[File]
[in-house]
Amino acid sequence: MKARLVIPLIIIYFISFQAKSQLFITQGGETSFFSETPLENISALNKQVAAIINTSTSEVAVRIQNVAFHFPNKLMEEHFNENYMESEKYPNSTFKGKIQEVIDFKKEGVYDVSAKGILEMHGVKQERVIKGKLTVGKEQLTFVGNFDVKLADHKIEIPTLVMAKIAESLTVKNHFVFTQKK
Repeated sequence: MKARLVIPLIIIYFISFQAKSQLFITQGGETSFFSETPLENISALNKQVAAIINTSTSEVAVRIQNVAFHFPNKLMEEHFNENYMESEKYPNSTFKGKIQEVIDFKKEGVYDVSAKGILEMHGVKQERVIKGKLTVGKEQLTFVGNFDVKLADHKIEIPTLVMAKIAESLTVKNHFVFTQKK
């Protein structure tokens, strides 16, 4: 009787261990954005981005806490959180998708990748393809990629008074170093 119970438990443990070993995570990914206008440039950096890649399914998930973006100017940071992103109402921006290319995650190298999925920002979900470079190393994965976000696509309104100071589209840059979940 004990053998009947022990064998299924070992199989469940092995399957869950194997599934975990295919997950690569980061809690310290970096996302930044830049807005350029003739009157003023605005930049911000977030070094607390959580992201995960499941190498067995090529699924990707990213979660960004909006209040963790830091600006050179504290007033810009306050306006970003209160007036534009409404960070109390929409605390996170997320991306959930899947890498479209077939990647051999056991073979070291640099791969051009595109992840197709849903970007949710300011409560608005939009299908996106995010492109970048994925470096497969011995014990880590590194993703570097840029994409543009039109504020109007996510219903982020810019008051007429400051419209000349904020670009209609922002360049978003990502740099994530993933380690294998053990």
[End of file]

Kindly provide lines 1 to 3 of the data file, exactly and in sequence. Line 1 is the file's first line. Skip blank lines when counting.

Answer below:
[in-house]
Amino acid sequence: MKARLVIPLIIIYFISFQAKSQLFITQGGETSFFSETPLENISALNKQVAAIINTSTSEVAVRIQNVAFHFPNKLMEEHFNENYMESEKYPNSTFKGKIQEVIDFKKEGVYDVSAKGILEMHGVKQERVIKGKLTVGKEQLTFVGNFDVKLADHKIEIPTLVMAKIAESLTVKNHFVFTQKK
Repeated sequence: MKARLVIPLIIIYFISFQAKSQLFITQGGETSFFSETPLENISALNKQVAAIINTSTSEVAVRIQNVAFHFPNKLMEEHFNENYMESEKYPNSTFKGKIQEVIDFKKEGVYDVSAKGILEMHGVKQERVIKGKLTVGKEQLTFVGNFDVKLADHKIEIPTLVMAKIAESLTVKNHFVFTQKK